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Precision BioLogic Round Table Discussion

Precision BioLogic Inc., the folks who sponsor the Fritsma Factor, hosted a June 19-20 roundtable at their beautiful new facility in Dartmouth, Nova Scotia, across the harbor from Halifax. Participants were Dorothy (Dot) Adcock-Funk, MD, Medical and Laboratory Director of Esoterix Coagulation in Englewood, CO; Kandice Kottke-Marchant, MD, PhD, Chair of the Department of Pathology and Section Head of Thrombosis and Hemostasis, Cleveland Clinic; Marisa B. Marques, MD, Medical Director of Special Coagulation and Transfusion Medicine, University of Alabama Hospital, Birmingham, AL (UAB); and John D. Olson, MD, PhD, Director of Clinical Laboratories, University of Texas Health Science Center, San Antonio, TX.

Dr. Adcock discussed means for laboratory monitoring of current intravenous direct thrombin inhibitors Argatroban, Lepirudin, and Bivalirudin; and also the new oral thrombin inhibitor, Dabigatran, currently in trials. She also discussed monitoring the experimental oral anti-Xa drugs Rivaroxaban and Apixaban currently under FDA review.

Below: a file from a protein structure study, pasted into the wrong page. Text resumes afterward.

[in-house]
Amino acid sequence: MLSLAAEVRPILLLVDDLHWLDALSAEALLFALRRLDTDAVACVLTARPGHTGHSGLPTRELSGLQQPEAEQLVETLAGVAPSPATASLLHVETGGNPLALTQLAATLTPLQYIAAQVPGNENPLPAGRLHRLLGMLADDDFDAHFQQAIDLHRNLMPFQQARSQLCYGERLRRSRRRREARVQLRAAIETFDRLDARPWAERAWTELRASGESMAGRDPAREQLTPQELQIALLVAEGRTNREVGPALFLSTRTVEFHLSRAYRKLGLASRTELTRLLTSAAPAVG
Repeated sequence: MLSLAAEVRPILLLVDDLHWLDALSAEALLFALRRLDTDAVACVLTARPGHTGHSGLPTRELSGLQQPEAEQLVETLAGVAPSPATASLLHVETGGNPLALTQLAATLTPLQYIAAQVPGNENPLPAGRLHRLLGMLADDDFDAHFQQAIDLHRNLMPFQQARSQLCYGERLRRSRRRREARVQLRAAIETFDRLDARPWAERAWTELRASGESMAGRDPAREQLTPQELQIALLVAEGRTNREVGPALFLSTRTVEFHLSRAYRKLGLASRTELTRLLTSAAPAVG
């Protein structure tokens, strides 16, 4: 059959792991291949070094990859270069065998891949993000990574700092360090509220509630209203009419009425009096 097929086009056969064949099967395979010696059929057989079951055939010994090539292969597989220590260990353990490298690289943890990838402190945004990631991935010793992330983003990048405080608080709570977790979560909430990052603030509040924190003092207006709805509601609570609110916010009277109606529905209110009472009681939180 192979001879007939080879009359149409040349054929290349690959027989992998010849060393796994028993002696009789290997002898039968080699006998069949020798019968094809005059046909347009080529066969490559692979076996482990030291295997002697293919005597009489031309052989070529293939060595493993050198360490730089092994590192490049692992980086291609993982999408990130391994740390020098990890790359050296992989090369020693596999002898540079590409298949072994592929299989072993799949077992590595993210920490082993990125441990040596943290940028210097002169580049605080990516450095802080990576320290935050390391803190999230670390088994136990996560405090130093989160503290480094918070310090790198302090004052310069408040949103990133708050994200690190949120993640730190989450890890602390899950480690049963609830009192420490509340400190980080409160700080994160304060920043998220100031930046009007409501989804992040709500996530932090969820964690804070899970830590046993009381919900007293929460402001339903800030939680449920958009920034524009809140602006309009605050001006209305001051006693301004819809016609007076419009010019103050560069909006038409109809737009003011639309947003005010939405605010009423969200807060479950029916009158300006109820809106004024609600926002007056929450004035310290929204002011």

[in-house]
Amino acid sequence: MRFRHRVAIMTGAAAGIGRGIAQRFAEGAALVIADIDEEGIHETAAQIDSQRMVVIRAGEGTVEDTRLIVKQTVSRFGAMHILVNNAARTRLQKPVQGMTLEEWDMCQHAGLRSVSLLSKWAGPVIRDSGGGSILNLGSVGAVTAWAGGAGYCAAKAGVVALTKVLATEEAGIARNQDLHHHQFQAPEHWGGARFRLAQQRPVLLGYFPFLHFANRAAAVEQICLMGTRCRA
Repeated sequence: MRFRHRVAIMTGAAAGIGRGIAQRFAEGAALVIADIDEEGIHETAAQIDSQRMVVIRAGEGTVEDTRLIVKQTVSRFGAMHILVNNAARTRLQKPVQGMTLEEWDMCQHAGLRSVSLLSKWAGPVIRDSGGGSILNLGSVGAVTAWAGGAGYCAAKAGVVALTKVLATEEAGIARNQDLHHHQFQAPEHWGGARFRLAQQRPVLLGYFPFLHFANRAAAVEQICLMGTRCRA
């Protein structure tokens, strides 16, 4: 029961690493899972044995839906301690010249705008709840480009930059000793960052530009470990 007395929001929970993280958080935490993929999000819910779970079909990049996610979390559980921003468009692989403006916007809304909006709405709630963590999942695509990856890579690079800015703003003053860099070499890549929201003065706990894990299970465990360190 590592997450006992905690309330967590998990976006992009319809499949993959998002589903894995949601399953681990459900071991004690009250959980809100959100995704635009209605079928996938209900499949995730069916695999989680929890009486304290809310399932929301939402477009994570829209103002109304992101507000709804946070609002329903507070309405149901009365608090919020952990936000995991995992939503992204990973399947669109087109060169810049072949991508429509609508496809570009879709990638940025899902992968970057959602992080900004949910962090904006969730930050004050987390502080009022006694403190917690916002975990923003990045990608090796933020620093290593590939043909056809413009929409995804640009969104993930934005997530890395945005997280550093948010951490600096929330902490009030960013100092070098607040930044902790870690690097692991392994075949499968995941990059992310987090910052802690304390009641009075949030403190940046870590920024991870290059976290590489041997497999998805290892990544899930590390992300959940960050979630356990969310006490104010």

Dr. Marchant described several whole blood, optical aggregometry, and urine-based assays designed to detect and monitor aspirin and Clopidogrel resistance. She linked laboratory-determined resistance results with antiplatelet resistance failure and the risk of recurrent advers events.

Dr. Marques reviewed data collected at UAB describing the weak clinical efficacy of tests for heparin-induced thrombocytopenia with thrombosis (HIT), including the reference serotonin release assay, and various ELISA methods.

Dr. Olson reviewed CAP survey-generated data that reveals laboratory weaknesses in quantitative D-Dimer assay reporting and how their variability affects the diagnosis of venous thromboembolism.

The participants’ presentations were concise and revealing, and were followed by technical and clinical insights shared by the discussants. Parts of the discussion was directed towards the “blue ocean” approach, a search for creative new ways to accomplish the clinical goals for the laboratory management of hemostasis.

We’ll be posting reviews of each of the four discussions here as guest blogs in the next three weeks. Be on the lookout for additions to the guest blog column. Geo

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